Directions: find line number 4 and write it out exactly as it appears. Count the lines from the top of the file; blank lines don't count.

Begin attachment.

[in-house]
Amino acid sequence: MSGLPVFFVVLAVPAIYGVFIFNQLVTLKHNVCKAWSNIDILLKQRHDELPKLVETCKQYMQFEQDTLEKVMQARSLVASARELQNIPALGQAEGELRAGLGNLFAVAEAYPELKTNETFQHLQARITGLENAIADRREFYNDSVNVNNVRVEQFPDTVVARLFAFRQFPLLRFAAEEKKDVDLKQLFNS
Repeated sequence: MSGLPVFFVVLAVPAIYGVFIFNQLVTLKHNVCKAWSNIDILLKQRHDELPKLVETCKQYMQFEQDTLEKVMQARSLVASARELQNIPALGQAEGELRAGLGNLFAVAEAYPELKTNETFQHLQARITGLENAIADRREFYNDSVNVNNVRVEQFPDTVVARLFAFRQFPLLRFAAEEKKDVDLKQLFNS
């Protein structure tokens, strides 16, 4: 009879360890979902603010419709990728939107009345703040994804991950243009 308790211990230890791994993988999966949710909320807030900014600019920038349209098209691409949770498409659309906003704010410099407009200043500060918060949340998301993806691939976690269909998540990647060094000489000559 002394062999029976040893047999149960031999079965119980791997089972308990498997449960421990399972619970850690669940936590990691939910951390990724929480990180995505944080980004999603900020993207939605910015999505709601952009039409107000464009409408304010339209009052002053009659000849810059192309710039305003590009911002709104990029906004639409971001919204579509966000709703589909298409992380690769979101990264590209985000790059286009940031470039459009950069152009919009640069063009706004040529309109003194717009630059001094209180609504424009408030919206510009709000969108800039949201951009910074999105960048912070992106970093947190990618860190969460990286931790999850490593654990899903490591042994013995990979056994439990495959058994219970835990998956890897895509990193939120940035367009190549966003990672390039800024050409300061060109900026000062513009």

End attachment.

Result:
């Protein structure tokens, strides 16, 4: 009879360890979902603010419709990728939107009345703040994804991950243009 308790211990230890791994993988999966949710909320807030900014600019920038349209098209691409949770498409659309906003704010410099407009200043500060918060949340998301993806691939976690269909998540990647060094000489000559 002394062999029976040893047999149960031999079965119980791997089972308990498997449960421990399972619970850690669940936590990691939910951390990724929480990180995505944080980004999603900020993207939605910015999505709601952009039409107000464009409408304010339209009052002053009659000849810059192309710039305003590009911002709104990029906004639409971001919204579509966000709703589909298409992380690769979101990264590209985000790059286009940031470039459009950069152009919009640069063009706004040529309109003194717009630059001094209180609504424009408030919206510009709000969108800039949201951009910074999105960048912070992106970093947190990618860190969460990286931790999850490593654990899903490591042994013995990979056994439990495959058994219970835990998956890897895509990193939120940035367009190549966003990672390039800024050409300061060109900026000062513009």